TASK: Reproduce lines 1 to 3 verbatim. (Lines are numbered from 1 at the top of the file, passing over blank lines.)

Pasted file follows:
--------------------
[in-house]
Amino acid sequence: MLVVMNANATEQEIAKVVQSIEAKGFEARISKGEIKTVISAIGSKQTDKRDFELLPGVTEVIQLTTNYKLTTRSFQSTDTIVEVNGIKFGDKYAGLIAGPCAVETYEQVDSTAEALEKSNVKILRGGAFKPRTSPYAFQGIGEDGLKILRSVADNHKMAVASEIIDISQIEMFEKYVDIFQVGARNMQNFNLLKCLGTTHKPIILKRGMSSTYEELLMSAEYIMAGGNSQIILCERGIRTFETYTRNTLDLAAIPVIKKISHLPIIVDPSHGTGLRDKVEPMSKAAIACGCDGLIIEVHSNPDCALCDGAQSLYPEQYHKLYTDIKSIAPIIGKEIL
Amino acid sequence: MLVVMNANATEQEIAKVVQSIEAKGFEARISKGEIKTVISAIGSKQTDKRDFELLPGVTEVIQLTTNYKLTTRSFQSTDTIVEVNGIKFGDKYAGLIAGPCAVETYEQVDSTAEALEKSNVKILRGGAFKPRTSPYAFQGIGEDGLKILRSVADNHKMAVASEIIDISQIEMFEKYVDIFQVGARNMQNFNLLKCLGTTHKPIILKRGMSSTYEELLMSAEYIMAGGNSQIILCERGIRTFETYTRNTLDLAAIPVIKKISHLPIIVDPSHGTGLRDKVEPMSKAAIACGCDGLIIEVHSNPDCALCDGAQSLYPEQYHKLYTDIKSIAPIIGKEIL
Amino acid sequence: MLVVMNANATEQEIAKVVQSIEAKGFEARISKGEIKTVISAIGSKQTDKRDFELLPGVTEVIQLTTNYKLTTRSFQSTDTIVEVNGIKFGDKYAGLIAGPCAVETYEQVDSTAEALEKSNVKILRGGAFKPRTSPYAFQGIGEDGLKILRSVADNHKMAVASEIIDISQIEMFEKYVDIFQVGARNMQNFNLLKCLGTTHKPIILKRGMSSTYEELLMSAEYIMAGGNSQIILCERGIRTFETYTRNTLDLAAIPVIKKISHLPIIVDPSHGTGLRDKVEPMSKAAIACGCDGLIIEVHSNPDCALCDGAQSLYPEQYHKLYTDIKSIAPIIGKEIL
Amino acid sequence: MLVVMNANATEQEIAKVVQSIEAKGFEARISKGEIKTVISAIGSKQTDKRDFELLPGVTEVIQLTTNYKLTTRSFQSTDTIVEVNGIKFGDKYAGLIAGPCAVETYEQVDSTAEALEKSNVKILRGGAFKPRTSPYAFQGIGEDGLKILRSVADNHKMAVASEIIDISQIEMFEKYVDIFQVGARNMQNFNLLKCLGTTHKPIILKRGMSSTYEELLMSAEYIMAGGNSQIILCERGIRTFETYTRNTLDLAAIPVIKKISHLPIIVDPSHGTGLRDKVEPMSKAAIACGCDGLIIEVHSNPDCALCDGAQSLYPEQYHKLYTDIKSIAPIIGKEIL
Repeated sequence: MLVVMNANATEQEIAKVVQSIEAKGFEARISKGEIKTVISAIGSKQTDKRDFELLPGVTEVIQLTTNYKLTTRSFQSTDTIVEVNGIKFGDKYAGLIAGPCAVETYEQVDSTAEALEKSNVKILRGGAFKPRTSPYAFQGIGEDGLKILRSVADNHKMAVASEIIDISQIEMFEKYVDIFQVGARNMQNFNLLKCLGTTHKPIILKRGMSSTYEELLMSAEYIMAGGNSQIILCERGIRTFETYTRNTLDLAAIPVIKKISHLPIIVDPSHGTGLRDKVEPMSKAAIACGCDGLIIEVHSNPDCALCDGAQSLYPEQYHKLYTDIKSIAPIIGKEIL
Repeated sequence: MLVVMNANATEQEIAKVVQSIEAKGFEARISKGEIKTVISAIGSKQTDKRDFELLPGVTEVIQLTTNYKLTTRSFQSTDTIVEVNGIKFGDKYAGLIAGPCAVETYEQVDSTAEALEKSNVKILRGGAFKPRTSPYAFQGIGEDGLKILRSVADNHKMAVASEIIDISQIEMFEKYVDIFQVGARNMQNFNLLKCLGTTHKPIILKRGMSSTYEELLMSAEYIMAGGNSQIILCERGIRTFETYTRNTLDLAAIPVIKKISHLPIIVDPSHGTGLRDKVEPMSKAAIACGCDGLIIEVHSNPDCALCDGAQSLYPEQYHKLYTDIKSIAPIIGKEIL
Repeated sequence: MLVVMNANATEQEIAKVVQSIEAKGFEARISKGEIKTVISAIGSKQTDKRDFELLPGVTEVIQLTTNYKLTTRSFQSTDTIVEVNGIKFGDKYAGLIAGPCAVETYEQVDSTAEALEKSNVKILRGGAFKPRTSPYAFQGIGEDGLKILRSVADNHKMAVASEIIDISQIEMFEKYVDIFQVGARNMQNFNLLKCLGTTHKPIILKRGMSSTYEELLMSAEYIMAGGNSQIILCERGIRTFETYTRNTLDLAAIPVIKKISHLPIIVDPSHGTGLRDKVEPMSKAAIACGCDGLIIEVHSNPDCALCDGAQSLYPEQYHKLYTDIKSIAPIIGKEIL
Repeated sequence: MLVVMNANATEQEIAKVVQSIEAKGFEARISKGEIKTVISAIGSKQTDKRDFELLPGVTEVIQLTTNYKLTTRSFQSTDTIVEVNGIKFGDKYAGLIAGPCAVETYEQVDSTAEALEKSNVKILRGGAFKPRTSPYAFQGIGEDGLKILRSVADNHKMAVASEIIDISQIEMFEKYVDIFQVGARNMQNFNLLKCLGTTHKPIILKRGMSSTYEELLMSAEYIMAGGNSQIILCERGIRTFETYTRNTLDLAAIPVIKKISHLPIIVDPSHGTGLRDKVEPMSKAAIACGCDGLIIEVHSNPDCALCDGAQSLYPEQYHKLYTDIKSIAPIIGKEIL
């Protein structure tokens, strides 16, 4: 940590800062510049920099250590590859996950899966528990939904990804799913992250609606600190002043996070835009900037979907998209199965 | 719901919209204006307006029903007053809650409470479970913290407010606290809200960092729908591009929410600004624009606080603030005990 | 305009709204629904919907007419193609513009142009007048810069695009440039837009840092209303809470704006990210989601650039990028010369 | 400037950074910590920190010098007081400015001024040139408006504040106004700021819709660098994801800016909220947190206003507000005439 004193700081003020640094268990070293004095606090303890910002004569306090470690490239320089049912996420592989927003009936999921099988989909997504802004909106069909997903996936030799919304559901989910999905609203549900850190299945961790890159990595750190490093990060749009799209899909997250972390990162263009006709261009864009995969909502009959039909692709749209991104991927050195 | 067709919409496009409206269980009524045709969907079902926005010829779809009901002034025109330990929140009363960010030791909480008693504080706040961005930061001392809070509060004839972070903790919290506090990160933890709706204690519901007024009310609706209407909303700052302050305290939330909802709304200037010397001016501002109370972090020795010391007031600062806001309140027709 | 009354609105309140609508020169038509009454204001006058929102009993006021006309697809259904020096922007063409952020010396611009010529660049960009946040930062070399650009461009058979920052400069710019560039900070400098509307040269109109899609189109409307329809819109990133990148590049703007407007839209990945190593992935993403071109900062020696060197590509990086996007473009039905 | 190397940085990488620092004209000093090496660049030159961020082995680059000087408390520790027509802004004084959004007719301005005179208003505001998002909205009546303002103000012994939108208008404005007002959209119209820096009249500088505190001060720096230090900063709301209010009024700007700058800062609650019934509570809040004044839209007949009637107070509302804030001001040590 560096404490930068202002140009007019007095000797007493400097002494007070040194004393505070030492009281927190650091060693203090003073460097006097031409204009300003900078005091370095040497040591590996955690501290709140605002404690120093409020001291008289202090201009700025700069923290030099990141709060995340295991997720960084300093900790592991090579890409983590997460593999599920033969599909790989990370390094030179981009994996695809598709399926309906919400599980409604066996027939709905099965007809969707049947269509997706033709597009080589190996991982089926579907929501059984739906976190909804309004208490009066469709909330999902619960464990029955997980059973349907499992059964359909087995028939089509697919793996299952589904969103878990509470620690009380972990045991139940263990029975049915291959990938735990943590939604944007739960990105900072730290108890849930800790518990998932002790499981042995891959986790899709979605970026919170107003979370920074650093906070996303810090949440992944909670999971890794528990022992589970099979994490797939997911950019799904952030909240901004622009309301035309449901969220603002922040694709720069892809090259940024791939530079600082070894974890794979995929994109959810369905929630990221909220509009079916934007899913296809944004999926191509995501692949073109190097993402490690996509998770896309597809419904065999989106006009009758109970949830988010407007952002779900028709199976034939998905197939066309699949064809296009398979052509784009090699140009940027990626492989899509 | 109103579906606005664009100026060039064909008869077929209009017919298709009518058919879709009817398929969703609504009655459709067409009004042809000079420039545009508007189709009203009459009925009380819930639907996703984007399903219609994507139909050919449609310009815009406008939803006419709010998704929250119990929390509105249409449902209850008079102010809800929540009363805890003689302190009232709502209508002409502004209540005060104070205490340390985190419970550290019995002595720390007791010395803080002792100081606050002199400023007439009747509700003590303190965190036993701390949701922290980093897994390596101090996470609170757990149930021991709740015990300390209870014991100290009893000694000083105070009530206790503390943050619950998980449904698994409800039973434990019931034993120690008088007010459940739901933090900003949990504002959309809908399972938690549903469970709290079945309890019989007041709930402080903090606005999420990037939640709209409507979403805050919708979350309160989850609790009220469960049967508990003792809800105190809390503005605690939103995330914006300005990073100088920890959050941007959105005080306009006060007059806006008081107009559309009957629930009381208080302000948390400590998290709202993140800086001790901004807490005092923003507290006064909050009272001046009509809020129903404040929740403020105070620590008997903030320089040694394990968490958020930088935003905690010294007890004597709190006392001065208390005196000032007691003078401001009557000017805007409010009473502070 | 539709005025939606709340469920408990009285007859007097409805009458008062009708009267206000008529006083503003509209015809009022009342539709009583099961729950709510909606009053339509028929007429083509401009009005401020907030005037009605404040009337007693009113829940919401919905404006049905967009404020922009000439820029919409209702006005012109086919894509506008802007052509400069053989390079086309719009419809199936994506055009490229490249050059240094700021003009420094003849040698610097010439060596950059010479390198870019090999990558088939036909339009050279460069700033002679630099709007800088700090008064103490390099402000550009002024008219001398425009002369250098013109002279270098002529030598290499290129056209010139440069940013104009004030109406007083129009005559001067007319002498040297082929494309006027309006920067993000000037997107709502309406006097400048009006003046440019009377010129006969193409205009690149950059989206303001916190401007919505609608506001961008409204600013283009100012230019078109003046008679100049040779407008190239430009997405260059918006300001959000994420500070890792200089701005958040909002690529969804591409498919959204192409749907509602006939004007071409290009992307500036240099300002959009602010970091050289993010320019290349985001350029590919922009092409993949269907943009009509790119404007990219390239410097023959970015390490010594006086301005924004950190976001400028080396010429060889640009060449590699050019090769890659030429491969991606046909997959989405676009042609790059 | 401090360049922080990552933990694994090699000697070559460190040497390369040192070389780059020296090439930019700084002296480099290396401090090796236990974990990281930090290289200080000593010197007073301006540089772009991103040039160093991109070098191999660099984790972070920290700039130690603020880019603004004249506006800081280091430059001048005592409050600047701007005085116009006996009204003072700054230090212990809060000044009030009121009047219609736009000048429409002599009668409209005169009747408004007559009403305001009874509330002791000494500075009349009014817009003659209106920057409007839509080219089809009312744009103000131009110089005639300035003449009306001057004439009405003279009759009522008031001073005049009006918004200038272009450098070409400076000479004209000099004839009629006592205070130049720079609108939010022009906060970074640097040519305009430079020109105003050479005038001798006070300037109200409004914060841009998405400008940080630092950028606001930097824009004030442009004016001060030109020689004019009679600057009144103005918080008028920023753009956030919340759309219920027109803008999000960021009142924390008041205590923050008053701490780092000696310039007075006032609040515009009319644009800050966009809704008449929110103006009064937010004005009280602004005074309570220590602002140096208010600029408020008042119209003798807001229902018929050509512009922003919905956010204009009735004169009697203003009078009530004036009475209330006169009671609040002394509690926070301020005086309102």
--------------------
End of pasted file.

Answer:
[in-house]
Amino acid sequence: MLVVMNANATEQEIAKVVQSIEAKGFEARISKGEIKTVISAIGSKQTDKRDFELLPGVTEVIQLTTNYKLTTRSFQSTDTIVEVNGIKFGDKYAGLIAGPCAVETYEQVDSTAEALEKSNVKILRGGAFKPRTSPYAFQGIGEDGLKILRSVADNHKMAVASEIIDISQIEMFEKYVDIFQVGARNMQNFNLLKCLGTTHKPIILKRGMSSTYEELLMSAEYIMAGGNSQIILCERGIRTFETYTRNTLDLAAIPVIKKISHLPIIVDPSHGTGLRDKVEPMSKAAIACGCDGLIIEVHSNPDCALCDGAQSLYPEQYHKLYTDIKSIAPIIGKEIL
Amino acid sequence: MLVVMNANATEQEIAKVVQSIEAKGFEARISKGEIKTVISAIGSKQTDKRDFELLPGVTEVIQLTTNYKLTTRSFQSTDTIVEVNGIKFGDKYAGLIAGPCAVETYEQVDSTAEALEKSNVKILRGGAFKPRTSPYAFQGIGEDGLKILRSVADNHKMAVASEIIDISQIEMFEKYVDIFQVGARNMQNFNLLKCLGTTHKPIILKRGMSSTYEELLMSAEYIMAGGNSQIILCERGIRTFETYTRNTLDLAAIPVIKKISHLPIIVDPSHGTGLRDKVEPMSKAAIACGCDGLIIEVHSNPDCALCDGAQSLYPEQYHKLYTDIKSIAPIIGKEIL